Wednesday, 14 November 2007

118) Jenufa, Arcola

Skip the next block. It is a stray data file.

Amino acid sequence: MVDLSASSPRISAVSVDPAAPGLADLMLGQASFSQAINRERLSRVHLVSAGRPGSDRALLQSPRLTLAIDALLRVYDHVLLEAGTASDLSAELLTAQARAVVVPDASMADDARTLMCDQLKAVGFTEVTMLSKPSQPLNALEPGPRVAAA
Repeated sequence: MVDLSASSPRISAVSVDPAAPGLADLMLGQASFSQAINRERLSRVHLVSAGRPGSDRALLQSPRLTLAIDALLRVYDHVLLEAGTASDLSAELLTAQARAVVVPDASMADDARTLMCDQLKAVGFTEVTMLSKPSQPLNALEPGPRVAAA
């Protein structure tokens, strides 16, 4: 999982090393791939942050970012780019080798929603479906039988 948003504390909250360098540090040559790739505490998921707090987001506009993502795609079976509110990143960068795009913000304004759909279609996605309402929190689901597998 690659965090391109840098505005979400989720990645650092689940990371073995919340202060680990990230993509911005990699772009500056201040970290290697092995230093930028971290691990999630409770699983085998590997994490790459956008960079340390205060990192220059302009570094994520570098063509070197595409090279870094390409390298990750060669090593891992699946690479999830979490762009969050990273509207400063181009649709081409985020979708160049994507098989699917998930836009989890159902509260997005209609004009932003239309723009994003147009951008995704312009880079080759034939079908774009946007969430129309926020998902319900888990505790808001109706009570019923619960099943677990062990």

That's pronounced Ye-noo-fa by the way. I didn't know. This 19th-century tragedy (which was turned into a famous opera by Janacek) has been given its first British outing, via an English translation by Timberlake Wertenbaker. Beat that name if you can! From the beginning we are in familiar Arcola territory, i.e. some remote Slavic outpost under the nominal heel of the even more remote Ottoman emperor, but ruled really by local tradition and prejudice. It is a grim tale, a tragedy of Greek dimensions. However, I have to say that I found the first hour to be really quite dull - some interesting directorial choices regarding music/movement and pacing. The big hole in the middle was the girl in the title role - Jodie McNee as the hapless Jenufa turned in something of a colourless performance on the night (maybe she's better on other nights) but I had trouble believing that a girl as plain as that could be the prize catch of the village, even of a godforsaken Moravian village in the middle of nowhere. Her lack of panache or personality was manfully covered by Paola Dionisotti in the role of the devoted and worldly-wise stepmother Kostelnichka who'll go to some serious extremes to look out for her daughter - up to and including infanticide. Cue nemesis. Dionisotti was the key to the piece and she held it all together very well. The supporting cast was good too - Oscar Pearce in the role of the luckless lover Latsa did some heavy-duty glowering, while his rival Steva (Ben Mansfield) and the Mayor's wife (Patti Love) added colour to the proceedings.